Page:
late in the year in Connecticut and Colorado, where background checks
also increased but not nearly as much as most other states … Only New Jersey and Maryland showed smaller increases than
Colorado in December from one month earlier.

Sales must really be impacted there, right?

Not exactly as Jim notes:

Sounds reasonable, right? After all, these states are both reeling from the havoc caused there by crazies.

Not necessarily. While the story is accurate that the biggest surges in
background checks for gun purchases were in the South and West, the
numbers weren’t exactly insignificant in either Connecticut or Colorado.
The increases in NICS checks, and as may be implied, gun sales, in
those states were only sixty five and sixty-four percent,
respectively. Colorado’s checks frose from 35,009 in October to 53,453
in December. Connecticut went from 18,761 to 29,246 during the same
period.

It might be more accurate to say that “despite horrific tragedies, the
demand for firearms in both Connecticut and Colorado grew, although not
as fast as the red-hot markets in the South and West.”

But that wouldn’t fit the narrative, although the observation that
“background checks also tend to increase after mass shootings, when gun
enthusiasts fear restrictive measures are imminent.”

 Wouldn’t fit the narrative should be the new motto for the mainstream press when it comes to gun sales and the use of guns for self-protection.

Quote Of The Day

Today is the day that the House of Representatives will probably vote to find Attorney General Eric Holder in contempt of Congress. It is also the day in which the Supreme Court will issue its ruling on the validity of ObamaCare. Jim Shepherd of The Outdoor Wire is calling this Big Thursday. With regard to Holder and the mainstream media’s play on his role in Project Gunwalker, he had this to say:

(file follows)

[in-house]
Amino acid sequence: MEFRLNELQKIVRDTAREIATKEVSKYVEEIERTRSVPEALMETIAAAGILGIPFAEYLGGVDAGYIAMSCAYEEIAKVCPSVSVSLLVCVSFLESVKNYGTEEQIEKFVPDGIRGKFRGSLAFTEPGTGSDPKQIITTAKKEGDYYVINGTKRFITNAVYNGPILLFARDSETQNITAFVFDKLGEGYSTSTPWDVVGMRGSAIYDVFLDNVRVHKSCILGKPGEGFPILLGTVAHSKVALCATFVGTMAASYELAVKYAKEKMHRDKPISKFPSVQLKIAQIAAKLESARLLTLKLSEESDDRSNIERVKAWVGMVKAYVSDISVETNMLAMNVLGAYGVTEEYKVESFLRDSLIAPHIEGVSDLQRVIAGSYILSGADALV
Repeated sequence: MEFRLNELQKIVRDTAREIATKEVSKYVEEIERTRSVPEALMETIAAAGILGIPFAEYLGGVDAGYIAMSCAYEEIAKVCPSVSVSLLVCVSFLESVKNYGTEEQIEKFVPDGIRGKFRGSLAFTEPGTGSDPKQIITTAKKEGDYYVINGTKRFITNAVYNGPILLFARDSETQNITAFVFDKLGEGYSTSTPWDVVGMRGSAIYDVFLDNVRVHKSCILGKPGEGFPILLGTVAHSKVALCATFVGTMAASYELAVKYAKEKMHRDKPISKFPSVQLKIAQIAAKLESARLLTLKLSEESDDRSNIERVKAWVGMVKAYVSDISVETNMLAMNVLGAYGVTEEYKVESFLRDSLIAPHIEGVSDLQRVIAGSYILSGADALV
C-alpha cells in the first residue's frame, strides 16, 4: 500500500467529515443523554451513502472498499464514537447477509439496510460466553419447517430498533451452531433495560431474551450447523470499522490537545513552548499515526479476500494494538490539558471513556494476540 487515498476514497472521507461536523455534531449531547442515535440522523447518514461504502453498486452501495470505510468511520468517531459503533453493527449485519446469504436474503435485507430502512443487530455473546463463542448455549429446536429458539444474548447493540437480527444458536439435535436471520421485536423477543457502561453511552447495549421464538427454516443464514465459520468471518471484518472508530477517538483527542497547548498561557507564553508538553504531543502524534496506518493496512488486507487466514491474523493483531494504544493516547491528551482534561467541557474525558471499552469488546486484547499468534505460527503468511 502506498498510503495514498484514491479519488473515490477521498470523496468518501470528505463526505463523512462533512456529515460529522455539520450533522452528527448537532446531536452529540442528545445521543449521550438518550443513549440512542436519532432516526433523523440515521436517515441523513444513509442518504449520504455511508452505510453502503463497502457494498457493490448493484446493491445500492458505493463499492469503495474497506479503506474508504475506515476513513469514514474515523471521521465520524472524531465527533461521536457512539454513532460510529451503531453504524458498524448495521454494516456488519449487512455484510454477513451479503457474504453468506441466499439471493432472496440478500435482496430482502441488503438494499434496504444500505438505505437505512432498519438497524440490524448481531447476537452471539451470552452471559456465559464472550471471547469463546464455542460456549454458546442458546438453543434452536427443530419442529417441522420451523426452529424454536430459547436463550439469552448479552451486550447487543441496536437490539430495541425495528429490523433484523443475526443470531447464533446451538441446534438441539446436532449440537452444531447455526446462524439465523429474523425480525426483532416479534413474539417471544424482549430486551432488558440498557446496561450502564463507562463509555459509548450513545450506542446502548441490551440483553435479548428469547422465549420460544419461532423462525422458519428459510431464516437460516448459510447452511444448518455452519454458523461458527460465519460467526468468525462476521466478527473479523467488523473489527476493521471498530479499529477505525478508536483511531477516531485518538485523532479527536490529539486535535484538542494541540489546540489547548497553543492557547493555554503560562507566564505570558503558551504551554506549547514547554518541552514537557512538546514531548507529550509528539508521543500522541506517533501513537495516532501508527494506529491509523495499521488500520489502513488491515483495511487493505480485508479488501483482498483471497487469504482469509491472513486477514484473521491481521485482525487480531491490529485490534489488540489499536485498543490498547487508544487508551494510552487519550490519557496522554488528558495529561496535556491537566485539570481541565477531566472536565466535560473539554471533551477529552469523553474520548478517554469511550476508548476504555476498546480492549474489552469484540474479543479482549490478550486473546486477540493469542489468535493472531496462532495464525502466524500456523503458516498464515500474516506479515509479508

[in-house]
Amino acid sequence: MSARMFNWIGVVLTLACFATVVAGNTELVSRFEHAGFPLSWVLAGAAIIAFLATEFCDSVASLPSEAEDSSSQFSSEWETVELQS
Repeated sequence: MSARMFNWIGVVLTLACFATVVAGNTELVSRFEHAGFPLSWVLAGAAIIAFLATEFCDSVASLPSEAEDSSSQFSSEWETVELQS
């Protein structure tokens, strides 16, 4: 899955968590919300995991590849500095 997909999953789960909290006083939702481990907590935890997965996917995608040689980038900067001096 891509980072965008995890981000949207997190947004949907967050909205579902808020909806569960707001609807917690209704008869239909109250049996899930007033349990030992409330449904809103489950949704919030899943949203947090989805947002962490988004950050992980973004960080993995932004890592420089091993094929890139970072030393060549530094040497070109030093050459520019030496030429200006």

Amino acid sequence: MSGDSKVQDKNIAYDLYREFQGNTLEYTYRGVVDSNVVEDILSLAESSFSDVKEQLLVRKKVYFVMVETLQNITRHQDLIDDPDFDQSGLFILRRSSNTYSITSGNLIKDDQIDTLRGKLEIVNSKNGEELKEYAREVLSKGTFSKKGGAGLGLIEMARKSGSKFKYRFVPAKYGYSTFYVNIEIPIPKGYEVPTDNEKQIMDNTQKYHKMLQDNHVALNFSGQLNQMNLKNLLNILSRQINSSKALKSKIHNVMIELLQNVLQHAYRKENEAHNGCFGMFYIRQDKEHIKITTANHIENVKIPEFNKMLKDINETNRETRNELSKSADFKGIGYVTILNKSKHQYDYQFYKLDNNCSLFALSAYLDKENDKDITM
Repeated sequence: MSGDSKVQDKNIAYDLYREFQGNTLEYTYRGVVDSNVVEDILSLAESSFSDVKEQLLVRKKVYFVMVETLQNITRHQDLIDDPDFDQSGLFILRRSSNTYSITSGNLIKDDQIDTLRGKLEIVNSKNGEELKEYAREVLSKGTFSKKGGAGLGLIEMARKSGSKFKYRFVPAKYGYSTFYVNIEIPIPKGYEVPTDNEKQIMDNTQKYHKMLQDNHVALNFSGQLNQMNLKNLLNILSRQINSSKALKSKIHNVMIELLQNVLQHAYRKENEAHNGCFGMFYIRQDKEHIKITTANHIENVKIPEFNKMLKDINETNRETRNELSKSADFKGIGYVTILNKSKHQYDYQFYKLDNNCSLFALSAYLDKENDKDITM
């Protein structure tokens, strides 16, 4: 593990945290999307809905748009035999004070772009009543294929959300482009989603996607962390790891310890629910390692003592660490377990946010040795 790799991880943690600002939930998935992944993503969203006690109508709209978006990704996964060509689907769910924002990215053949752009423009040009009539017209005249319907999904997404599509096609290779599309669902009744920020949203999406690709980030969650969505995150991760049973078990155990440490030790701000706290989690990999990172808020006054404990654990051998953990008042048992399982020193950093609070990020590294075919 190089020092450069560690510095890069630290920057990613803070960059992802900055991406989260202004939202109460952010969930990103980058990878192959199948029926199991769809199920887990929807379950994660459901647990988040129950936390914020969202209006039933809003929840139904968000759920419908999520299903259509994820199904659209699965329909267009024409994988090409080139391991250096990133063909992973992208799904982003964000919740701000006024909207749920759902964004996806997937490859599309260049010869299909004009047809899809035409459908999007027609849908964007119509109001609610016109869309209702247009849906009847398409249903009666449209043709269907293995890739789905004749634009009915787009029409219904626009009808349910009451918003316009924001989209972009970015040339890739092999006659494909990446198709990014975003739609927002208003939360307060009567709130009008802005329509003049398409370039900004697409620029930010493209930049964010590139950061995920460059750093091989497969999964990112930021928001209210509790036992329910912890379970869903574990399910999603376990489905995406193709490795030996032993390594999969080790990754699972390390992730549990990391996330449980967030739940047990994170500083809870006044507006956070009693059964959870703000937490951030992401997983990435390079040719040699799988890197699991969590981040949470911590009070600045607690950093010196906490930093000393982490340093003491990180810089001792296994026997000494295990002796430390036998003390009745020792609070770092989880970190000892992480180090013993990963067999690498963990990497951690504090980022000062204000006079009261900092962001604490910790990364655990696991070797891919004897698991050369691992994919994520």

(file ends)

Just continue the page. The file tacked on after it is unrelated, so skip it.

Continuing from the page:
The “spinning” on that is already underway. Mainstream media is characterizing the fight between the Justice Department and the House committee charged with oversight of that agency as a test of the lobbying prowess of the “gun lobby” (that’s the NRA, Gun Owners of America, Citizens Committee for the Right to Keep and Bear Arms and they myriad of other local and state organizations).

It decidedly is not. Sorry, it’s just not, and no amount of spinning will make that wish come true. It’s an investigation into possible criminal wrongdoing by officials who swore an oath to enforce our laws, not selectively ignore or violate them with impunity.

Mainstream media just refuses to accept that, and refuses to let their viewers, readers or listeners hear it reported as such. Instead, it’s been diminished and characterized as just another political cat fight.

It’s not about ideology. It’s not about guns. It is not a liberal/conservative, black/white or red/blue debate. It’s about justice – for all- including the people supposed to be equally enforcing the law.

Maybe that’s why some people are nervous at the thought of laws being equally enforced.